Fears ‘regional ballot’ option will cause confusion and delays among voters on polling day

Fears of rigging, errors and cheating are growing among political parties and analysts. Picture: WALDO SWIEGERS/BLOOMBERG

Fears of rigging, errors and cheating are growing among political parties and analysts. Picture: WALDO SWIEGERS/BLOOMBERG

Published Apr 4, 2024


As the upcoming General Elections draw closer, fears of rigging, errors and cheating are growing among political parties and analysts.

Earlier this year, former ANC secretary-general Ace Magashule warned that there won’t be any “vote rigging” now that he would be contesting the upcoming elections under the banner of his own party, the African Congress for Transformation (ACT).

Magashule had raised questions over the credibility of the Electoral Commission of South Africa (IEC).

He alluded to there having been a history of vote rigging in South Africa.

“We are going to win elections, we’re very confident. There is not going to be any rigging of elections. Our eyes are open because we know. I’ve been part of the ANC, we know what’s going to happen," Magashule said at the time.

Former president Jacob Zuma, who is the leader of MK Party, also questioned the secrecy that was surrounding the voting process. He said it showed that there was something untoward with regard to the system, especially where the counting was been done behind closed doors.

“What are they hiding from those (who) have voted? These are the things that make those that have won to be declared losers. That is fraud. The current system was a far cry from what he and other freedom fighters fought for.

“I did not fight for freedom only for my vote to become a subject of extreme secrecy. What is being hidden so much?”

The concerns grew when the IEC introduced the new ballot in the form of regional ballot.

Speaking to The Star on Thursday, independent election analyst Michael Atkins said the introduction of the regional ballot would cause confusion for voters, adding that the IEC's explanation on its introduction was poor.

“The three ballots comes from having independents contesting national elections. If they were just added to the original national ballot, that could have got long, and a very successful candidate could have skewed the results (let's say getting 1 million votes but taking only one seat).

“Basically, both the PR and the regional ballots (added together) count for all 400 seats (less than any won by independents). From the voters’ perspective, there are not two sets of 200 seats. The Electoral Act uses that language, but it refers to internal arrangements with parties and their lists,” Atkins said.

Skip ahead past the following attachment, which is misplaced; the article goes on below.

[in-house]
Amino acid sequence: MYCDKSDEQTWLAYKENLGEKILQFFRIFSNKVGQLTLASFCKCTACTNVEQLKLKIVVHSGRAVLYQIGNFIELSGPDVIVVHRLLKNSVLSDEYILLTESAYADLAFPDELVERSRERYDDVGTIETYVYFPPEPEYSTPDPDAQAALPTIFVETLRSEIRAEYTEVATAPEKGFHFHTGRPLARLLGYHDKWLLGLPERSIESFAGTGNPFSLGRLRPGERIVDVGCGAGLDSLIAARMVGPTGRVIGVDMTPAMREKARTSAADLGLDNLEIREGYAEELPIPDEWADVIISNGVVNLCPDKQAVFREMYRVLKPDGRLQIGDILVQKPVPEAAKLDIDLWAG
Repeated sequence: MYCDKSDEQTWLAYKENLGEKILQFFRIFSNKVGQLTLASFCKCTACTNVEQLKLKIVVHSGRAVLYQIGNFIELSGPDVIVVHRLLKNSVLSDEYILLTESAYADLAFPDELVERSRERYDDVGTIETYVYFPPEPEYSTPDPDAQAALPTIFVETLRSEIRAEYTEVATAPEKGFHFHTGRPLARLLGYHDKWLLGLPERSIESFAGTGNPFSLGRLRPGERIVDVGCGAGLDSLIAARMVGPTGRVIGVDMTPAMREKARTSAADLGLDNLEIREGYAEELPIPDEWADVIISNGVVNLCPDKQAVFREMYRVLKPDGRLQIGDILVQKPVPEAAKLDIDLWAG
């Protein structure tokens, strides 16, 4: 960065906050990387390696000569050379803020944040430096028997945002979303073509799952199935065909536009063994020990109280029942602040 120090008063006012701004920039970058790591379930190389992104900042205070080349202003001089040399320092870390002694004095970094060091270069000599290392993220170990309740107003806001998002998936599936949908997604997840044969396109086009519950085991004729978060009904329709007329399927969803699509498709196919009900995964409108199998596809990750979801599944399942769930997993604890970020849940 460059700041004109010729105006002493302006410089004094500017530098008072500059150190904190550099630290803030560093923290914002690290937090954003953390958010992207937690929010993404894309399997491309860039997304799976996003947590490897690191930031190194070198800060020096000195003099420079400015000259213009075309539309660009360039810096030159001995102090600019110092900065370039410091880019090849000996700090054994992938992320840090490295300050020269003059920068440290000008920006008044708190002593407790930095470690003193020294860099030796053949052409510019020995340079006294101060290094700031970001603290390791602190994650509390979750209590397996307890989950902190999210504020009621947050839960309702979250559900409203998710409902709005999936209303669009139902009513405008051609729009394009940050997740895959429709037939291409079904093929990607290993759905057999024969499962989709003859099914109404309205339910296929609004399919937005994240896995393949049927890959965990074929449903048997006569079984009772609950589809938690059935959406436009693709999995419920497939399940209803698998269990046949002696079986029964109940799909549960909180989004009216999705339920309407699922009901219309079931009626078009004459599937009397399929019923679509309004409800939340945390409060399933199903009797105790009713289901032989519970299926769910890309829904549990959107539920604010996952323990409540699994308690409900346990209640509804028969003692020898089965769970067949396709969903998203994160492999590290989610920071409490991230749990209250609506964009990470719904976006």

He further alluded that the extra ballot could cause some delays in voting and also in counting of ballots.

Atkins said he would be surprised if the results were announced on the Saturday evening after the election.

He said this created a possibility of small errors in tallying or capturing of the results.

On the question of the commission employing personnel who were affiliated to the contesting organisation, Atkins said the question of employing the Congress of South African Trade Unions (Cosatu), by the IEC had been raised for many years.

“Before judging the matter, it is necessary to know exactly what percentage of temporary staff are COSATU members, and whether there had been any actual bias in selection. In general, teachers are fairly well qualified to act as counting officers – this practice happened even before 1994.”

On the uMkhonto weSizwe Party’s appeal over its leader being barred from Parliament, Atkins said he believed the grounds given by the party were not strong enough to reverse the IEC’s decision.

“For example, they say that he did not have a criminal conviction. But section 47(1)(e) simply says, ‘convicted of an offence’, and not convicted of a criminal offence. They say that standing as a candidate for the National Assembly, and being a member of the National Assembly are different things – but section 27(2)(b) of the Electoral Act says that each candidate must be eligible to stand for election in terms of the Constitution.

“By referring to the Constitution, the section 47 rule is clearly (the one) being referred to. The Constitution also clearly refers to the sentencing, and not to the effective time served. The remission does not change the sentence.“

The commission's decision was influenced by Zuma’s conviction and sentencing of 15 months after he was found guilty of defying a summons to appear before the State Capture Commission in 2021.

Zuma served a few months at the Estcourt Correctional Services, and after spending some time in 1 Military Hospital, he was released on parole and subsequently received a presidential pardon after the parole was declared invalid by the Constitutional Court.

He went back to the same Correctional Services centre just for his remission to be processed in August last year.